Everyone has heard the saying. But in a personal injury case, it could not be more true. For example, pictures of the scene of an incident, vehicles following a collision, or injuries following an incident give attorneys and would-be jurors a much fuller understanding of what exactly occurred. I’m shocked at how many people come into our office that has no pictures of the incident they want us to help them with. It’s one thing to tell someone that the car experienced $5,000 in damage but it’s a completely different ballgame when you can hold up a picture of the mangled car. You really don’t have to say a single word in order to convey what happened.
I’m not recommending risking your wellbeing to take pictures (i.e. if moving hurts immediately after a car wreck, don’t hop out of your vehicle and start snapping photos). But at a time when it is safe to do so, take as many pictures from as many different angles as possible. As time goes on, memories, roadways, and buildings change or are forgotten altogether. If you have evidence of exactly what the condition of the scene was like, it becomes much easier to convince whoever needs convincing (insurance adjusters, defense attorneys, jurors, etc.) of the gravity of the situation.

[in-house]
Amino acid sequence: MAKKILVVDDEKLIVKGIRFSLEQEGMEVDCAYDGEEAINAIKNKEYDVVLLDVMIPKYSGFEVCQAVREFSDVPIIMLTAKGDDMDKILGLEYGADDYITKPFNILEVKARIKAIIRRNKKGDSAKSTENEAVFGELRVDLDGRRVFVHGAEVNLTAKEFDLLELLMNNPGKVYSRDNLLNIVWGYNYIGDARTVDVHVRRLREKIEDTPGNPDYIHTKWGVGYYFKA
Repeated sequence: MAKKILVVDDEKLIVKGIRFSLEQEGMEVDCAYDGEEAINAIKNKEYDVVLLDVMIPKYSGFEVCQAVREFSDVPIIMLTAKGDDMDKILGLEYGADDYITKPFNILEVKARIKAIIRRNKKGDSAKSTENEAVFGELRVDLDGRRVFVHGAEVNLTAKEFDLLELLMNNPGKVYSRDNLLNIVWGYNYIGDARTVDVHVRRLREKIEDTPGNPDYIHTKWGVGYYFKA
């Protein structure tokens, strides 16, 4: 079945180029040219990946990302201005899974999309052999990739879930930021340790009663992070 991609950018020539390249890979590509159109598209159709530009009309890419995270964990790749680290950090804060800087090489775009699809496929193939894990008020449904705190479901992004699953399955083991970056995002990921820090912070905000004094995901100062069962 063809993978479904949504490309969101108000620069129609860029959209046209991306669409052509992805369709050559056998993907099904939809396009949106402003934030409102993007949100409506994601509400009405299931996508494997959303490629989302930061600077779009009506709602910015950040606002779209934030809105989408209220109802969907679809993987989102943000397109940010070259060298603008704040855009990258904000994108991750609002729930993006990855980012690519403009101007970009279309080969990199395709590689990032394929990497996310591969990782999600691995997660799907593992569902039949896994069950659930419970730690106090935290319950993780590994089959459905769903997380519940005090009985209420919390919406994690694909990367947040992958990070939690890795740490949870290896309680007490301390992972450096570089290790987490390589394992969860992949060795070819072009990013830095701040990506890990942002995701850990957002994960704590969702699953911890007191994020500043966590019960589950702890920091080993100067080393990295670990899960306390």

I’ll use a real case I’m currently working on to drive home my point. A client walks into our office after having fallen down some stairs at a building and suffered pretty extensive injuries. According to the client, the top stair was wobbly and that’s what caused the fall. The client took a couple pictures, but they are dark and don’t really capture the hazard present. Now the building has remodeled the stairs (not because of the fall), meaning I have no way of going to the scene and getting a clearer “picture” of what happened. Does that mean my client doesn’t have a case? Of course not, but it sure would have been nice to better understand the mechanics of what happened.
The Bottom Line:
Pictures preserve evidence. You can’t argue with a picture. Take as many as possible and be sure to store them somewhere where you can access them. Pictures on a phone you dropped in the lake on your latest fishing trip do us no good.